Provide for the Common Defense: The President Bypasses Congress
ARMY COMMAND AND GENERAL STAFF COLL FORT LEAVENWORTH KS
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The United States of America has deployed its armed forces 234 times in response to national threats or as a part of a multinational force. In the history of this nation, Congress has declared war only five times. Presidents have deployed the military might of the United States to advance their foreign policy agendas. Many of these deployments have not been with the prior approval of Congress. Since World War II, the United States has led the worlds effort to create international security. This effort has averted a third world war. The creation of collective security bodies assures the continuance of overall world peace. The United States negotiates and ratifies these treaties within the confines of the constitutional powers vested in the executive and legislative branches. The use of these arrangements to employ United States armed forces without prior consent from Congress is contentious. The War Powers Resolution of 1973 came about as a manifestation of Congress frustration regarding presidential non-compliance with the Constitution. The War Powers Resolution attempted to force the Commander-in-Chief to comply with the intent of the Framers of the Constitution. This has not occurred. Only twice since the enactment of the WPR has the President attempted to comply. Presidential propensity to deploy forces for advancement of foreign policy goals has increased in the last 25 years. This monograph concludes that the Congress must take positive action to regain its warmaking authority. History of military action without congressional support spans all Presidents since 1973 and encompasses both political parties. President Clintons current compliance to the WPR offers Congress the precedence to regain their authority.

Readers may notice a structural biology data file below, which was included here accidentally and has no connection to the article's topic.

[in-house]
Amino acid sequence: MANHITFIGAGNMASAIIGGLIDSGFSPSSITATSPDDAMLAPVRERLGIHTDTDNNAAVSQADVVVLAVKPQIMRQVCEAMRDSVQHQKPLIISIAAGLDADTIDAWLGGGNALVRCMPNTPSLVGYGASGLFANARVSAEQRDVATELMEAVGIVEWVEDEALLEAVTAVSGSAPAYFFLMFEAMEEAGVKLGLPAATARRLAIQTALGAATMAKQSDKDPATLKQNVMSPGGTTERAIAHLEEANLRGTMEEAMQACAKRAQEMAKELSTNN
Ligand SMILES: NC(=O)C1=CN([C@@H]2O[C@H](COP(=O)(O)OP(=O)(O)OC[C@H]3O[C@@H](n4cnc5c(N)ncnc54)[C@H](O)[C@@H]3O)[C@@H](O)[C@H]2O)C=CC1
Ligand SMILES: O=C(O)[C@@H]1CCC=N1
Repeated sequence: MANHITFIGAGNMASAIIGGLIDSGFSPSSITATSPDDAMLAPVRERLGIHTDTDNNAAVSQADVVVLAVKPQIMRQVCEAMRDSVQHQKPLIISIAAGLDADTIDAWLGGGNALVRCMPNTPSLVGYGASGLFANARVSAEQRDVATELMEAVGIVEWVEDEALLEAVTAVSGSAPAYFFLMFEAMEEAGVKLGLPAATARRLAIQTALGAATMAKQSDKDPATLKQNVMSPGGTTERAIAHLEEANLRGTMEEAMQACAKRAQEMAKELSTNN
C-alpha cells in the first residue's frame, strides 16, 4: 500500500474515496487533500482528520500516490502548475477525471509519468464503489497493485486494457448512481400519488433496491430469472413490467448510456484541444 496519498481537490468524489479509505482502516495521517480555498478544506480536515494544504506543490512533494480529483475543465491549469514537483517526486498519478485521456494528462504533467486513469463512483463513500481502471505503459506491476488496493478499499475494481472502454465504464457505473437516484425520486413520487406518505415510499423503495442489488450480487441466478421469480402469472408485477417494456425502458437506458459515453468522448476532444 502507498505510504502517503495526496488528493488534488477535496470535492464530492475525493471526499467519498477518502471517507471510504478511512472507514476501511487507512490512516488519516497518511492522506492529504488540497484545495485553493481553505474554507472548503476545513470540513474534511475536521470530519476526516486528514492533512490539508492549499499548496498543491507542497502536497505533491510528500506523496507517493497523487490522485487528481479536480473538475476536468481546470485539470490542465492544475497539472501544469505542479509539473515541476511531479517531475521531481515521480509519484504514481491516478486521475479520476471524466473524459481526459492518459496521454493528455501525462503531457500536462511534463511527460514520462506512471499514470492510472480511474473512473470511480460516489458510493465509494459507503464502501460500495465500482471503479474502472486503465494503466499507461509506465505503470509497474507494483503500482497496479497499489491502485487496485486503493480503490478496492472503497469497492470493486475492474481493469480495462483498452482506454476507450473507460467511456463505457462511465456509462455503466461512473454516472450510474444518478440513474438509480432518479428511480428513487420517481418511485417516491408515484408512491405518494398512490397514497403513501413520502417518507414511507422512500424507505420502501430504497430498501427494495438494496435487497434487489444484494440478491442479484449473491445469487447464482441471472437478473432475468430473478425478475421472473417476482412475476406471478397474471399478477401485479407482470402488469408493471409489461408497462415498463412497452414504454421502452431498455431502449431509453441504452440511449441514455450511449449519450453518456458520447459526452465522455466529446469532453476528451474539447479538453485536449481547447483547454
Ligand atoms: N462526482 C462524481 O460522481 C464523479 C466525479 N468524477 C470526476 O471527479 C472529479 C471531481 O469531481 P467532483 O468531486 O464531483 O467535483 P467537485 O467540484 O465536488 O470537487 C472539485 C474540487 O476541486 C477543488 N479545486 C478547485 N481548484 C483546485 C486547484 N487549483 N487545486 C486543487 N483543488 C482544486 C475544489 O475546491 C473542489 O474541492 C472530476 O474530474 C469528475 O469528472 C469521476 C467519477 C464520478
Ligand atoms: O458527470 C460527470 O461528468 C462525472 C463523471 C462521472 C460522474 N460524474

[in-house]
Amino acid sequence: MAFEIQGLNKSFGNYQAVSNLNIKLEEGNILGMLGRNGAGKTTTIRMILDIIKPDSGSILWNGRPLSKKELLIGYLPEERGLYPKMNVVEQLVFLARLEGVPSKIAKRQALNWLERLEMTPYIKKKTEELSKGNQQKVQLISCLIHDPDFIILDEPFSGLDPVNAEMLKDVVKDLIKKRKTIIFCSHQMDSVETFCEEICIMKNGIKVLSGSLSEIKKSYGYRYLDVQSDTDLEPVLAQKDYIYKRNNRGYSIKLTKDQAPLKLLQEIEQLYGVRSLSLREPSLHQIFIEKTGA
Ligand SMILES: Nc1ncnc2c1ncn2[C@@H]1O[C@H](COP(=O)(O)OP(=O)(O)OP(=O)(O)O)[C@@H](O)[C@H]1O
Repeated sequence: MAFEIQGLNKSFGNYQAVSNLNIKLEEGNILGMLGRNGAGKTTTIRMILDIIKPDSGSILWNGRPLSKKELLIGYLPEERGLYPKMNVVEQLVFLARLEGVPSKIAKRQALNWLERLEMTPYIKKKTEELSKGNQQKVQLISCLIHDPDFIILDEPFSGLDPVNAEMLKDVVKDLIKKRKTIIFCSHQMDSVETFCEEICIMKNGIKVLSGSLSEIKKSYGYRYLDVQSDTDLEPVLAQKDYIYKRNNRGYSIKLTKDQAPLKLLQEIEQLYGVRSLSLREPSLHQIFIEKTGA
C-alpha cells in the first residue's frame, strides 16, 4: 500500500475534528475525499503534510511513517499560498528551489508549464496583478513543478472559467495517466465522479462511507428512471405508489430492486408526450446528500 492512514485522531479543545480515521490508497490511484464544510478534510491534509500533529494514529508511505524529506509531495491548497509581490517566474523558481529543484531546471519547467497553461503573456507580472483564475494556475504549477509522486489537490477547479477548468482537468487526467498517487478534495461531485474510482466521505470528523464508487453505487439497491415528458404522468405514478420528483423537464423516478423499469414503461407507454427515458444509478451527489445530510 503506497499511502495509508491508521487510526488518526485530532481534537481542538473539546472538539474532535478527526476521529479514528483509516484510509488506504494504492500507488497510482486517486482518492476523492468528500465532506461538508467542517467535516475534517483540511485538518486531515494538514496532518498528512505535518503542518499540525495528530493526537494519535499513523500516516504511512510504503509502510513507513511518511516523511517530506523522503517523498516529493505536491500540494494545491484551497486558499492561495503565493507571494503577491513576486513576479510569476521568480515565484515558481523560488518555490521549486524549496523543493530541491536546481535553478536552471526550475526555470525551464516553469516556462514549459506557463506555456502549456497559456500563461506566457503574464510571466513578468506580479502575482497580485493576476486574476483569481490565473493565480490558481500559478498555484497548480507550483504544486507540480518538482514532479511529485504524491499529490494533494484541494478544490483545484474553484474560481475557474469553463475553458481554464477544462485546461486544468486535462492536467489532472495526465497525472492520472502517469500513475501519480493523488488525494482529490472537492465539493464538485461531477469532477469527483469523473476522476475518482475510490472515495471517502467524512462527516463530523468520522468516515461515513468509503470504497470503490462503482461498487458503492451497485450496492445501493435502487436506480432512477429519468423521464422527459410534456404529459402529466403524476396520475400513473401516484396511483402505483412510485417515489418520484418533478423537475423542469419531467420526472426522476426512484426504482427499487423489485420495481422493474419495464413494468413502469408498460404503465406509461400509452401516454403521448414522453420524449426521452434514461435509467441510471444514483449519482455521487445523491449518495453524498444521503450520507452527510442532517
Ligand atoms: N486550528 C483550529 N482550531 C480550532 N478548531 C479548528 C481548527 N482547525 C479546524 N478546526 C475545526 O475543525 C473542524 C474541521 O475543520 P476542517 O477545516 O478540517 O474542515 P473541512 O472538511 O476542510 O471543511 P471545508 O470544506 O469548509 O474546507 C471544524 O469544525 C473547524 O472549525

- Military Operations, Strategy and Tactics